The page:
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So That The Fatherland Does Not Become Historical

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  • So That The Fatherland Does Not Become Historical


    March 19 2013

    I received a letter from a village in Armenia yesterday. Letters sent
    in an old-fashioned way, on paper, are usually related to some social
    problem or an argument with a neighbor. However, this citizen writes
    10 pages by hand about the events of 1916-17, which are connected
    with the Armenian Question this way or another. The writer of the
    letter also asks whether he understood those events correctly or not.

    Probably, the writer thinks the world of me. However, I thought about
    something else; we, Armenians, are very concerned about our history,
    and it is not a bad thing in itself. However, for some reason, we
    are more interested in the pages of history concerning our losses,
    sufferings, and miseries. For example, no one would write me a letter
    about the liberation of Shushi, but there are as many letters as you
    please about the fact that we had so much territory, could have so
    much, if the roguish Bolsheviks and Turks didn~Rt prevent us. Perhaps
    the comparison is inappropriate, but when our soccer team loses,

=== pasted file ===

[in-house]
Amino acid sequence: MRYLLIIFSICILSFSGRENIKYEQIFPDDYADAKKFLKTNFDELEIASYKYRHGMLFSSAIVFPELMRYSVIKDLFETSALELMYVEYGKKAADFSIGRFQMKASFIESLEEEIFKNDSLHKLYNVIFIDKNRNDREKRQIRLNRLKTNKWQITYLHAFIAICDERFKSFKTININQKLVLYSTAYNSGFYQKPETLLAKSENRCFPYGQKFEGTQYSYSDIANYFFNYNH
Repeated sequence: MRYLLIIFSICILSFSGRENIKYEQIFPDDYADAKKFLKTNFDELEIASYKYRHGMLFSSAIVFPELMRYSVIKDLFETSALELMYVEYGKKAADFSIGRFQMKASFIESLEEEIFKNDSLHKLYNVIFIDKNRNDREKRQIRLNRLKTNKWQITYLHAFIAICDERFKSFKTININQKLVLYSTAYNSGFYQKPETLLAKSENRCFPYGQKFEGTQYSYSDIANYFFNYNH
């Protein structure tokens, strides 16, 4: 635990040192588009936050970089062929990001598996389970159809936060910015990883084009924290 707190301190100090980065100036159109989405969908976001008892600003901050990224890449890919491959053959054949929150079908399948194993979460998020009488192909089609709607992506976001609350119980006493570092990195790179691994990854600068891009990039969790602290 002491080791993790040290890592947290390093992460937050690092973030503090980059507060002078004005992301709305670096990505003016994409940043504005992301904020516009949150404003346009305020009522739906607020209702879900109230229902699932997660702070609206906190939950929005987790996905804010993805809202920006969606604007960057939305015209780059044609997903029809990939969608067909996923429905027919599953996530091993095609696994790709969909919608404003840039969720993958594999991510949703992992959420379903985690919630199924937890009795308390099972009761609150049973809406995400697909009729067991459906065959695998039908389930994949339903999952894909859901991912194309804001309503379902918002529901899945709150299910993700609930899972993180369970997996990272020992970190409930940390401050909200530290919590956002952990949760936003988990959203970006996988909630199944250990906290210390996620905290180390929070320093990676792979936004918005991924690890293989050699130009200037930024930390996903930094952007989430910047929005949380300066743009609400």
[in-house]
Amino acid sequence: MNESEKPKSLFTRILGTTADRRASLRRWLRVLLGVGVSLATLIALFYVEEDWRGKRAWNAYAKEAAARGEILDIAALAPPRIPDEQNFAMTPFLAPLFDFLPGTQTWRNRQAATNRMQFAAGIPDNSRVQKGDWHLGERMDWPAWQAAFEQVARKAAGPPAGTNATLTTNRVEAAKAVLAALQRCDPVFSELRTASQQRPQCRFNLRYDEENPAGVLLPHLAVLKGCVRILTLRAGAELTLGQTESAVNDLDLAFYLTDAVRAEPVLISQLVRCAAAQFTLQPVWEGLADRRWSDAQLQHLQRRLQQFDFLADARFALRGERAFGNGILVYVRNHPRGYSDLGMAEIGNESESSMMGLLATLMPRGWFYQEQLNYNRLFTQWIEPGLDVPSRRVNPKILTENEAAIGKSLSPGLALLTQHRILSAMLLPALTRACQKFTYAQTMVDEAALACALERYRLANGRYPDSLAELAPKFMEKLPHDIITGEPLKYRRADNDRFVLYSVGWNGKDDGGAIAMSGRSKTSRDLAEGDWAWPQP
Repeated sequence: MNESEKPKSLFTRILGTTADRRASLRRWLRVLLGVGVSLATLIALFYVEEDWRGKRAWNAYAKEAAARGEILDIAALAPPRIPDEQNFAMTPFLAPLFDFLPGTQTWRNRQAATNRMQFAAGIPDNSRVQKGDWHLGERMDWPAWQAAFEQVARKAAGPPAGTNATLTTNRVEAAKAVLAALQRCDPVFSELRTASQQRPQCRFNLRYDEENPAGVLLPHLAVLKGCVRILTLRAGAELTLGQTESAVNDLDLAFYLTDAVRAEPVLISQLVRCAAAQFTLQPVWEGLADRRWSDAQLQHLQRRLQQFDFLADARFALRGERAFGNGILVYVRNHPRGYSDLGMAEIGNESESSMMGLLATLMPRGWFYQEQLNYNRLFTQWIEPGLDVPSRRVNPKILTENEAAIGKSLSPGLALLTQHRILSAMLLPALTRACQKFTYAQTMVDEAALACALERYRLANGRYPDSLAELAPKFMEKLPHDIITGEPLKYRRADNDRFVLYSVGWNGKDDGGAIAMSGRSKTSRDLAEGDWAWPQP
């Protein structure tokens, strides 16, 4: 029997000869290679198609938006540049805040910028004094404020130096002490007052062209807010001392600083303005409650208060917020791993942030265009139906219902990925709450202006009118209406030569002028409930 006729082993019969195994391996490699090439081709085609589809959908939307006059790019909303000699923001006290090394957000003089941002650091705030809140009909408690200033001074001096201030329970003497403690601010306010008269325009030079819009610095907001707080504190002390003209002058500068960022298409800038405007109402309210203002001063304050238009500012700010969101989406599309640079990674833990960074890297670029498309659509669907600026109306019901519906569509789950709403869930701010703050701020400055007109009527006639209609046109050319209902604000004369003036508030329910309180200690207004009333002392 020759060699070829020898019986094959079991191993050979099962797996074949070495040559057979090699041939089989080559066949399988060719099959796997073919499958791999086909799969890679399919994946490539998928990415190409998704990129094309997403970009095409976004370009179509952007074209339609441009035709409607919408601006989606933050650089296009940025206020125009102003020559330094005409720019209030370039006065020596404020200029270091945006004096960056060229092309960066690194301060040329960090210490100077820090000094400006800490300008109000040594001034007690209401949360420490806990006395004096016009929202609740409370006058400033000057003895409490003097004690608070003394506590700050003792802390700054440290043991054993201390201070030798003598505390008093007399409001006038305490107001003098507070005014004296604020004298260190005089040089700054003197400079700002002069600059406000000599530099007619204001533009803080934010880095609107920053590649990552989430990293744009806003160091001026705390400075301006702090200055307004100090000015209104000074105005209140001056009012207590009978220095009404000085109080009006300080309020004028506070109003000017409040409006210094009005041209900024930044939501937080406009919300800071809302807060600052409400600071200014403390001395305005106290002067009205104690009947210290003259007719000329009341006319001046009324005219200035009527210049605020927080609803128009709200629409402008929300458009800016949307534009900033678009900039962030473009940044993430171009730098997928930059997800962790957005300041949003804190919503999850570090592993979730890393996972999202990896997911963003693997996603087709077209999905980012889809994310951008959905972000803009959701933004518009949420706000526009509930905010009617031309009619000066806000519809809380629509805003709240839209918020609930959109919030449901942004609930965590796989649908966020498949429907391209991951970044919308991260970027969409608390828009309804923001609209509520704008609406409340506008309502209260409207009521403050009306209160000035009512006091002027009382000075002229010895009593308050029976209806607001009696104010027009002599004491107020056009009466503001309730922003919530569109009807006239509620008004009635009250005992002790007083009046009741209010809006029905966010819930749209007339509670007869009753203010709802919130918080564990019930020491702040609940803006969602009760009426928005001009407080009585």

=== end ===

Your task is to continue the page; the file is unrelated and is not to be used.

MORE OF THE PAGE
we necessarily blame the referee for ~Sselling out.~T In such cases,
    a question arises where we, Armenians, were among those cunning and
    guileful Turks, Russians, Byzantines, Arabs, and Persians. Did we
    just heroically struggle, were we a bit nave, and did the others
    always deceive us? And when we really struggled heroically won, it
    is not attached too much importance to either, it is subordinated
    to other problems; for example, that heroic period is presented as
    ~Sthe years of cold and darkness.~T While judging about historic
    and contemporary events, we seem to be overwhelmed by emotions. The
    conversation of the President of the Republic of Armenia with us,
    journalists, made me think of all this. I don~Rt agree with many
    ideas expressed by Serzh Sargsyan, but ~V certainly, realizing that
    the commenters will lash out at me ~V let me talk about one idea, with
    which I agree. I am talking about the recognition of Nagorno-Karabakh,
    from which neither Armenia, nor the Nagorno-Karabakh Republic will
    gain any political, economic, or moral benefits at this moment,
    but it will just poison our relations with the Minsk Group co-chair
    countries, i.e. the most important countries for us. ~SPerhaps,
    there will be an Armenian in Toronto who will be proud that Armenia
    has recognized the Nagorno-Karabakh Republic,~T Serzh Sargsyan said
    yesterday. But we don~Rt live in Toronto, do we? What I want to say
    is that we should not always remember about our losses, but rather,
    demonstrating certain pragmatism, maintain what we have. So that it
    doesn~Rt also become the historical fatherland, which, as we know,
    is easier to love than the real one. ARAM ABRAHAMYAN

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    1998 - 2013 Aravot ~V News from Armenia